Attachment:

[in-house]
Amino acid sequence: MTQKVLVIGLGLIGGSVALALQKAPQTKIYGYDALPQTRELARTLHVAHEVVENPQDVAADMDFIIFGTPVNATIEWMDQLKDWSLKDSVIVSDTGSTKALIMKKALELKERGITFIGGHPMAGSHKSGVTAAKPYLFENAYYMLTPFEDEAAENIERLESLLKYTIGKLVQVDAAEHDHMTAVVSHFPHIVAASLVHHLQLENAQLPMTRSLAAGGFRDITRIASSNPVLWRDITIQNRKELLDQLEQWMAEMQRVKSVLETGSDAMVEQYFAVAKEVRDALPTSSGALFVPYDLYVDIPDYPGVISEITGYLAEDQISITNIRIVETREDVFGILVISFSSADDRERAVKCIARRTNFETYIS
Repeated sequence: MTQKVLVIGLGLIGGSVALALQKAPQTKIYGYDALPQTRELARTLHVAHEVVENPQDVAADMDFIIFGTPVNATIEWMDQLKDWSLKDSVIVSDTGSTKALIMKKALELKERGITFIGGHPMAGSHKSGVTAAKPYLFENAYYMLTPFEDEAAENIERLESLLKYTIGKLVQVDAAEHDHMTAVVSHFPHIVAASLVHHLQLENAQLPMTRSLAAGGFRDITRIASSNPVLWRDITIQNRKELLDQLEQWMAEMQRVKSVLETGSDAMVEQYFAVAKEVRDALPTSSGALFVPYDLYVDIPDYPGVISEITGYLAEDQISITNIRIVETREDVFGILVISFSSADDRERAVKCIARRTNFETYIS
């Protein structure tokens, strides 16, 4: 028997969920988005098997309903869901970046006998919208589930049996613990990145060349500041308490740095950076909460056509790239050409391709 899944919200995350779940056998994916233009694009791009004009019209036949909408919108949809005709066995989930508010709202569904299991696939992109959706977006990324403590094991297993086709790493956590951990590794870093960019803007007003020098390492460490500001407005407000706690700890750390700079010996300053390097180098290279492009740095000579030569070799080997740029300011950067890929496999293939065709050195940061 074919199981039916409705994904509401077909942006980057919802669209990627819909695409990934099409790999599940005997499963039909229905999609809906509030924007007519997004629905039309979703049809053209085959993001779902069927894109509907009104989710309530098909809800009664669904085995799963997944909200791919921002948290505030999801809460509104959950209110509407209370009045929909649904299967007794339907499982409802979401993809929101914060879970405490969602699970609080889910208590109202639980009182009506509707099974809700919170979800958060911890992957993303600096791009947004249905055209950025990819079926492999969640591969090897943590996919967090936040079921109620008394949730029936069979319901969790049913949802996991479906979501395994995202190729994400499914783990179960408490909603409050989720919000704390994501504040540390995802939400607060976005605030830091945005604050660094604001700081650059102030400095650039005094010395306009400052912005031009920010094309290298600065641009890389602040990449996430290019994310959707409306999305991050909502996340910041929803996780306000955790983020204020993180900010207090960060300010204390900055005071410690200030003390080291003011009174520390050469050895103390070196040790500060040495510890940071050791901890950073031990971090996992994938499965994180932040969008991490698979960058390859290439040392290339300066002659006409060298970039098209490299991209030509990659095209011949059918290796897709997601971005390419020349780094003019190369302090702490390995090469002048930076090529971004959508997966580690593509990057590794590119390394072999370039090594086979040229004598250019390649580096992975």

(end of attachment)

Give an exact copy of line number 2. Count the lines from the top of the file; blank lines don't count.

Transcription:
Amino acid sequence: MTQKVLVIGLGLIGGSVALALQKAPQTKIYGYDALPQTRELARTLHVAHEVVENPQDVAADMDFIIFGTPVNATIEWMDQLKDWSLKDSVIVSDTGSTKALIMKKALELKERGITFIGGHPMAGSHKSGVTAAKPYLFENAYYMLTPFEDEAAENIERLESLLKYTIGKLVQVDAAEHDHMTAVVSHFPHIVAASLVHHLQLENAQLPMTRSLAAGGFRDITRIASSNPVLWRDITIQNRKELLDQLEQWMAEMQRVKSVLETGSDAMVEQYFAVAKEVRDALPTSSGALFVPYDLYVDIPDYPGVISEITGYLAEDQISITNIRIVETREDVFGILVISFSSADDRERAVKCIARRTNFETYIS